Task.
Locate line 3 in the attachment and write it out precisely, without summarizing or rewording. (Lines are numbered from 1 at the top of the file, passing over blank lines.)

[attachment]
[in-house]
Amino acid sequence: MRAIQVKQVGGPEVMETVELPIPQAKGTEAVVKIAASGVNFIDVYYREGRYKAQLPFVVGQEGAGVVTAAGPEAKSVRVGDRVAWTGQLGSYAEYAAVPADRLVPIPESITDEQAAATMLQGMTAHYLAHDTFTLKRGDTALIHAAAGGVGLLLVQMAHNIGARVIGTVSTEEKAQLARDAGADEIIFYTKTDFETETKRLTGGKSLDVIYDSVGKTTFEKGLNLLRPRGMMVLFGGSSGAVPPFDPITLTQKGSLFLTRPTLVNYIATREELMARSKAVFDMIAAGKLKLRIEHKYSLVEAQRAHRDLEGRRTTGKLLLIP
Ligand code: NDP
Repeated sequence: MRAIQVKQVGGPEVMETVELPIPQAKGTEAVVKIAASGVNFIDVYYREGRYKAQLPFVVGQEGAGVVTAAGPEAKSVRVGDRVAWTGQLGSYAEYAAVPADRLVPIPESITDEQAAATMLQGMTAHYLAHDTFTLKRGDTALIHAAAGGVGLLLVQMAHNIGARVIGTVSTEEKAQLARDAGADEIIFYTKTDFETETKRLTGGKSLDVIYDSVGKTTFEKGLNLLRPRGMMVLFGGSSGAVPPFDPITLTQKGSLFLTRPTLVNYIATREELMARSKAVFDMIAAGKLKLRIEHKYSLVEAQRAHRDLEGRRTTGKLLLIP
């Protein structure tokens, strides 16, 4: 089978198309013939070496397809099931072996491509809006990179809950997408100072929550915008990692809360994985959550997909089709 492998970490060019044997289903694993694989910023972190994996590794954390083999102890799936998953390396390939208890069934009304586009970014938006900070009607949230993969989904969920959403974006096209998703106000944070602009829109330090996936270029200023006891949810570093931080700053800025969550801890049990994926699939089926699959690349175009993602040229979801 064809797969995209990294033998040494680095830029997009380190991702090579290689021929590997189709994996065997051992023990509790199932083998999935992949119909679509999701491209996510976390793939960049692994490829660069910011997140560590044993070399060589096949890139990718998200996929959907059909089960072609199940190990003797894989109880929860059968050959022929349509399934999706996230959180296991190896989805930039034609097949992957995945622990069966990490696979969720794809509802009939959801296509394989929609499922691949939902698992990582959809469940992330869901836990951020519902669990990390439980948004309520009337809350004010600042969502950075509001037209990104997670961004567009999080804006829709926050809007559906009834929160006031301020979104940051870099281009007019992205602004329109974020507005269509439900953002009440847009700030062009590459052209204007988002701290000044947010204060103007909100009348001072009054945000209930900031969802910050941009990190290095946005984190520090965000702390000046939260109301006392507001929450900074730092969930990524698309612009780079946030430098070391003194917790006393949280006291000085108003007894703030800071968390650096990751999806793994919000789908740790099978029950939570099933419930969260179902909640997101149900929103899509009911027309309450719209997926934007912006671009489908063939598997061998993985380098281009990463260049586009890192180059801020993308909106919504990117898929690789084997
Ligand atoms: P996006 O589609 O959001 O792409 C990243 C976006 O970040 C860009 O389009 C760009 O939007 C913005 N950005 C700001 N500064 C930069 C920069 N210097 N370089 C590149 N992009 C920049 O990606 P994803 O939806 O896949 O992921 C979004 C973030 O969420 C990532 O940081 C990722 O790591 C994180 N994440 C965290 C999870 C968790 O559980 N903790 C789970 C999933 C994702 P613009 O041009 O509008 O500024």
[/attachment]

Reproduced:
Ligand code: NDP